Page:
Eminent domain at center of property-rights bill
A bill would have made it clear that communities could not use eminent domain as a way to fill their coffers.
A bill in the Legislature seeks to make clear that local agencies could not acquire properties through condemnation then turn around and sell them to a commercial developer. Public agencies retain their right to condemn land for public use, said Assistant Attorney General Tim Ford.
But the Attorney General's Office is having a hard time convincing state lawmakers the problem is real and property owners need more protection.
Today, the bill is expected to lapse in a House committee whose Democrat chairman said the attorney general's worry is unwarranted.
"I am unconvinced that there is a problem and the proposed solution would do substantial damage," said Rep. Jaime Pedersen, chairman of the House Judiciary Committee.
He expressed concern about how it might affect future plans of Sound Transit, which has acquired property for new stations in Seattle through condemnation and would be prohibited under the bill from adding as much as a coffee shop at or near it.
All of this doesn't sit well with Stanwood rancher Craig Johnson, who has testified at legislative hearings on the bill this year.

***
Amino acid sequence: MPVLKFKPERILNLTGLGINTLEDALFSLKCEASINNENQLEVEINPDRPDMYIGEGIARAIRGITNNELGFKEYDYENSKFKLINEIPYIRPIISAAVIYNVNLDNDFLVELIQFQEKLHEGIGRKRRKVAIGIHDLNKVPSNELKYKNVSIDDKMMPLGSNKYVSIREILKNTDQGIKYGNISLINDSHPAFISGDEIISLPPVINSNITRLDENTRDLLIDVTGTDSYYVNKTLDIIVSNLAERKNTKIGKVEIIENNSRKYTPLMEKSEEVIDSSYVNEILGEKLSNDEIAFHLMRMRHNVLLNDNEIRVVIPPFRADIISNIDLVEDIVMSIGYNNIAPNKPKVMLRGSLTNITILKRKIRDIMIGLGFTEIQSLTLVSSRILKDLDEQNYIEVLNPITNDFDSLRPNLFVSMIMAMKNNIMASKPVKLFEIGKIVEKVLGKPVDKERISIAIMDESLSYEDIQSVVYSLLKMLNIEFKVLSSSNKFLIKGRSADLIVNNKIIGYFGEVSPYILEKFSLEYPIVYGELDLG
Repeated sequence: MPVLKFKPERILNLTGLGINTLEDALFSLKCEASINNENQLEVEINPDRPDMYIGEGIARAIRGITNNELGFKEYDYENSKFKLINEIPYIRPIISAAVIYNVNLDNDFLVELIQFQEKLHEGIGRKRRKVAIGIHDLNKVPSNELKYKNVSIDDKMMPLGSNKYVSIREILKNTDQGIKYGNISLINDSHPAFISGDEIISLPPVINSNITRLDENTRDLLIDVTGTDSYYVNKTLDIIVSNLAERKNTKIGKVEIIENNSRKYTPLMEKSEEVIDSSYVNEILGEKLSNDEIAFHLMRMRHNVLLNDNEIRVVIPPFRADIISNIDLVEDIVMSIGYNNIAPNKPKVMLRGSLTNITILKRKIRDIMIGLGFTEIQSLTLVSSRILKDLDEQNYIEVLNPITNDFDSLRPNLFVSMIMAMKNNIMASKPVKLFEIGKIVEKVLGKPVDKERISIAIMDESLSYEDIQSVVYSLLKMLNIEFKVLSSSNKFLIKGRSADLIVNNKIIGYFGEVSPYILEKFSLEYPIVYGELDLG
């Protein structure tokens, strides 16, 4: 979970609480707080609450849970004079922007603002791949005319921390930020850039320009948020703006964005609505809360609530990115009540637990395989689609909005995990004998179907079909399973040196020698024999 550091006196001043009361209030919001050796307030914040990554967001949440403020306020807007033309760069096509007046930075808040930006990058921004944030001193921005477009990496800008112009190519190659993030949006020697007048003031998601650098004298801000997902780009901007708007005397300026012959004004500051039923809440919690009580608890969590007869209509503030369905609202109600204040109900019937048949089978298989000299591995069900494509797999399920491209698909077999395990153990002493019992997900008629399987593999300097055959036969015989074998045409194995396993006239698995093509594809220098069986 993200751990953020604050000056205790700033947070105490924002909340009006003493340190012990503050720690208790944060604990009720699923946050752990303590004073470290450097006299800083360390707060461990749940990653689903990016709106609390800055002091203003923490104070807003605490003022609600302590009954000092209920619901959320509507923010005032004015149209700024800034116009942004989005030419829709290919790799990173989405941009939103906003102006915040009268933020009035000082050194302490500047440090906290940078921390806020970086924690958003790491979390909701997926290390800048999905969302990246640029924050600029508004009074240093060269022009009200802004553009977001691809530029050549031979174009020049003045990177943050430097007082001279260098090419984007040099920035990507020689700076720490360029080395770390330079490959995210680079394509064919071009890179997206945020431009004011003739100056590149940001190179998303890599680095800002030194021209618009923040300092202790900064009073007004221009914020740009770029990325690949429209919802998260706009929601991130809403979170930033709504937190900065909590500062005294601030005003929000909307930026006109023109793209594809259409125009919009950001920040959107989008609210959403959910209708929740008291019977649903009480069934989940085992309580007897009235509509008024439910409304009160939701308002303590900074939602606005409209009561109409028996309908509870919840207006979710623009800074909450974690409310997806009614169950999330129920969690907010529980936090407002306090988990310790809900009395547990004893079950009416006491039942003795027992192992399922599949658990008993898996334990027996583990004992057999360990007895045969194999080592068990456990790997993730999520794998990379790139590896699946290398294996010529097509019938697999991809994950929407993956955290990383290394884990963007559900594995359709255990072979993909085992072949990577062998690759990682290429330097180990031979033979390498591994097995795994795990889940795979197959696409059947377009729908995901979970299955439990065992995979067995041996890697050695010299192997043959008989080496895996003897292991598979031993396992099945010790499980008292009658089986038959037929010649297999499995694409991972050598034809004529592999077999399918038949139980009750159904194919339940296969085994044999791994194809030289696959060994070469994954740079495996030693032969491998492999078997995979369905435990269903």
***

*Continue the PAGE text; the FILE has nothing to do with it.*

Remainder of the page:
"I consider eminent domain to be negotiation by shotgun," he said. "I'm not surprised we have politicians that represent us who believe that the government's right to own and control our property precedes our own."
Ford said the legislation is Washington's response to a U.S. Supreme Court ruling in 2005 known as the Kelo decision.
In that case, the high court ruled on a 5-4 vote that a city in Connecticut did not violate the U.S. Constitution when it condemned private property then sold the land for development into a shopping center.
In 2007, McKenna formed the Eminent Domain Task Force to consider potential changes in state law as a result of the Supreme Court ruling. That panel, which held 11 meetings over two years, recommended stricter limits on use of condemnation embodied in the legislation.
"While we haven't found a case identical to Kelo, we found a number of cases that were not right," Ford said.
That's the starting point for Pedersen.
"Convince me that there is a problem," he said. "Fundamentally, I don't think what happened in New London (Conn.) can happen here."
This is the second straight year McKenna failed to get this measure passed -- though he pushed it farther through the process this year.
The Senate passed the bill on a 45-4 vote March 7. A companion bill in the House, sponsored by 24 Democratic and Republican lawmakers, did not fare as well. It received a hearing in Pedersen's committee but no other action.
Sen. Nick Harper, D-Everett, cast one of the dissenting votes. He said no constituents or representatives of the Attorney General's office spoke with him about the bill before the vote.
"Unless I am wrong, case law has created an equitable balance of how that process occurs," he said. "It fairly respects private property rights and balances those with the interests of the public."
Ford said Friday this issue will resurface in 2012.
"We're not giving up," he said. "We're going to fight for this."
Jerry Cornfield: 360-352-8623; firstname.lastname@example.org.
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